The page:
In 2019, Vineyard, Utah became one of two cities in the state to pioneer the adoption of ranked choice voting (RCV).
Now, two years later, Vineyard mayor Julie Fullmer hopes her city’s unmitigated success with implementing RCV prompts other municipalities in the state to follow in its path.
In an op-ed for The Daily Herald, titled “Ranked Choice Voting proved common-sense method for Vineyard,” Fullmer details her—and her constituents’— positive experience in implementing, preparing, and conducting RCV elections. Among other benefits, she cites the improvement in civility as one of the major benefits of the switch to RCV.
“[Ranked choice voting] empowered residents to ask more questions and invited candidates better prepared to answer them,” Fullmer writes. “It pressed fair play among candidates and encouraged more civility between neighbors. Individual voters and candidates both discovered they enjoyed the method, found it easy to use, and requested the form for future elections”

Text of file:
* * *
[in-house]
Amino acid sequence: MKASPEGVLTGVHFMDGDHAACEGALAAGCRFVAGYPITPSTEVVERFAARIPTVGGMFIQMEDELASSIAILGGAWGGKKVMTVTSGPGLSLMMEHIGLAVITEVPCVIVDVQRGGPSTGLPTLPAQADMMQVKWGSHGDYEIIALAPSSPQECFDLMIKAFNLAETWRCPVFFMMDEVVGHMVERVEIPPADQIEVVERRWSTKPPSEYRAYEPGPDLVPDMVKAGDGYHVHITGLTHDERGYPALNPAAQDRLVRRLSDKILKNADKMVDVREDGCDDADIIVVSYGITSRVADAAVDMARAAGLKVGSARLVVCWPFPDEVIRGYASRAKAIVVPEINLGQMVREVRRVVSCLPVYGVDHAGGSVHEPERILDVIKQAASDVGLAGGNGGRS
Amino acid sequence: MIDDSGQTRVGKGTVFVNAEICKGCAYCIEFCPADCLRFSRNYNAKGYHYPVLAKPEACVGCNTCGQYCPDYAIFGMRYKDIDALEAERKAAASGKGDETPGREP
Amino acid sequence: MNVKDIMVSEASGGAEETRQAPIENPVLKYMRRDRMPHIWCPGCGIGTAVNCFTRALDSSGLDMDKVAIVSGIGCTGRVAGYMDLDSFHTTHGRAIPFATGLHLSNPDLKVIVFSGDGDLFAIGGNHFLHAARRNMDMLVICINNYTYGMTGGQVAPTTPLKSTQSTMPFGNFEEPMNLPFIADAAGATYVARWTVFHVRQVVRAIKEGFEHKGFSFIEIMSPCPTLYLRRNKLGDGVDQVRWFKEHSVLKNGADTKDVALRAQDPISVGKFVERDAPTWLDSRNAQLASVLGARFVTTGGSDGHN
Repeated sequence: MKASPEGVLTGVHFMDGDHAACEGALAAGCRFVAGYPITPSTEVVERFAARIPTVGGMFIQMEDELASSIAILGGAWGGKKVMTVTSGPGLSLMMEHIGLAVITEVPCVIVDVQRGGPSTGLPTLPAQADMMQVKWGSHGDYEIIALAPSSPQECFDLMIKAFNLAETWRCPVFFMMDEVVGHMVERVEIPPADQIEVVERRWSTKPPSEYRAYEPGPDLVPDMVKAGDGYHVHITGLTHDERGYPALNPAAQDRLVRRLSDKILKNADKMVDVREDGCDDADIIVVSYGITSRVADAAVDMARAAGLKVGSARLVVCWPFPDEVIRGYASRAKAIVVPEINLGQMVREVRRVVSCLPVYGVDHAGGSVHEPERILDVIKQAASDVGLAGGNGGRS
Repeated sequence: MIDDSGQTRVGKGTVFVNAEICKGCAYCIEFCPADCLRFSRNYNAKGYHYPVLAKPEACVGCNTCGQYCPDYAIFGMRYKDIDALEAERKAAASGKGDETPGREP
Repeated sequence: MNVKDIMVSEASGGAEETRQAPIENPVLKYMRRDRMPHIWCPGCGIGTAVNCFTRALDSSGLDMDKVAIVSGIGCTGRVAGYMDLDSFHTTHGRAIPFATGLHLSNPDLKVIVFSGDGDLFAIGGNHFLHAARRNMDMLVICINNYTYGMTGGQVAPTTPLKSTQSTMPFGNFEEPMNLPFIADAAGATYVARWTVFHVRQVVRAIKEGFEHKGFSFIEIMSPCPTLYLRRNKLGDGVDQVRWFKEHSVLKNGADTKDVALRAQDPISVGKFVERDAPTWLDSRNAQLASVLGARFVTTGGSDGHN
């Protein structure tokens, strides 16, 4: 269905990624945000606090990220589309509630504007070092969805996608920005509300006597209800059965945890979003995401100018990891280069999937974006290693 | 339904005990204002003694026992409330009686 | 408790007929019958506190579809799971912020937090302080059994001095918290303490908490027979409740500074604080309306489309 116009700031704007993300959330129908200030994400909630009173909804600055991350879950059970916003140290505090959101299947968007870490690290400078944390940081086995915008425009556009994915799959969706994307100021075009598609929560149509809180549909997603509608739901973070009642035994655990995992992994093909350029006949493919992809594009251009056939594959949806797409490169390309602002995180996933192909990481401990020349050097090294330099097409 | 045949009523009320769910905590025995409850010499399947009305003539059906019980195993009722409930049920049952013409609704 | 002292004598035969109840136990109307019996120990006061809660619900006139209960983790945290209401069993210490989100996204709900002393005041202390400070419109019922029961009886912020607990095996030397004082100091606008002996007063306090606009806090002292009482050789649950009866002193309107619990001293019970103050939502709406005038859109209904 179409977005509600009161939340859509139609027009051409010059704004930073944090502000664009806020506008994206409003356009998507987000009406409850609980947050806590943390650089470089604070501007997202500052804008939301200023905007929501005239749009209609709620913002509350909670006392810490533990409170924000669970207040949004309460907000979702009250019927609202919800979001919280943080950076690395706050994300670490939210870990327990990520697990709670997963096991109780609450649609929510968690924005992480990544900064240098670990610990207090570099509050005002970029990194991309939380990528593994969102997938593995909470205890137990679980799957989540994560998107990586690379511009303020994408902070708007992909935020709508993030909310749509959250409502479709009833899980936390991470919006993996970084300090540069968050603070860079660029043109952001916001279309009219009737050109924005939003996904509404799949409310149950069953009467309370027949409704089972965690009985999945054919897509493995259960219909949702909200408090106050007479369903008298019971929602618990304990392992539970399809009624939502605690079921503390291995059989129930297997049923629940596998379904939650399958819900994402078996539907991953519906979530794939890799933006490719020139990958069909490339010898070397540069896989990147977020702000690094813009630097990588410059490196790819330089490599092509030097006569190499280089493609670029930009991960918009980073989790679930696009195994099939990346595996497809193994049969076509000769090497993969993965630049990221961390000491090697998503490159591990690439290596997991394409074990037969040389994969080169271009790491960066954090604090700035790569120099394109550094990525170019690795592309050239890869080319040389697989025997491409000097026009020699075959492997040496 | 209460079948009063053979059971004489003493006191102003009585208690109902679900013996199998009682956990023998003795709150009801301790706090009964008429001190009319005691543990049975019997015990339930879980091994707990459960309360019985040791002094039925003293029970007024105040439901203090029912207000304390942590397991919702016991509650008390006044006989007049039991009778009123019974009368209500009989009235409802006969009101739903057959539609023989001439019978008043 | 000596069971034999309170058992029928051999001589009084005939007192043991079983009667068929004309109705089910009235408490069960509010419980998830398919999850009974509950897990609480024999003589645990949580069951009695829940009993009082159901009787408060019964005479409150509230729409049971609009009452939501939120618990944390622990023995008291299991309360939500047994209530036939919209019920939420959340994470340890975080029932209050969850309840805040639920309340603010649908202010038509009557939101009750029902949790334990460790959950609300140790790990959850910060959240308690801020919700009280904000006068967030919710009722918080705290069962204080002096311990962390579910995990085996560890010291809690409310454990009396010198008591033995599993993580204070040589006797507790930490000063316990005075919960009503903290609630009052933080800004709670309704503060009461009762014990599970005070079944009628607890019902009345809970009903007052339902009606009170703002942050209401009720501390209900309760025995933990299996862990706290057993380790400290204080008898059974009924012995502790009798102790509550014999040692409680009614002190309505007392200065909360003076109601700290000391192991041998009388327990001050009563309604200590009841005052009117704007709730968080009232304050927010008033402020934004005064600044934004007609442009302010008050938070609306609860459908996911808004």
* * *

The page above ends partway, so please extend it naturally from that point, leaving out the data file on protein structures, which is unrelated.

Furthermore, Fullmer points out that ranked choice voting—contrary to the claims of its opponents—was simple and efficient for voters. In fact, according to follow-up surveys, more than 86 percent of Vineyard residents agreed RCV was simple and should be used again.
Additionally, despite increased investment in voter education, the method saved Vineyard money, as RCV enabled the city to fold its August primary into the November general election, halving the city’s operational costs.
Given these benefits, Fullmer wholeheartedly endorses RCV and calls for its expansion statewide. Fullmer writes: “Ranked choice voting is a nonpartisan success story that works and would be cost-effective, efficient, and better serve our community.”
We agree, and look forward to the Utah legislature expanding the opportunity to adopt the method.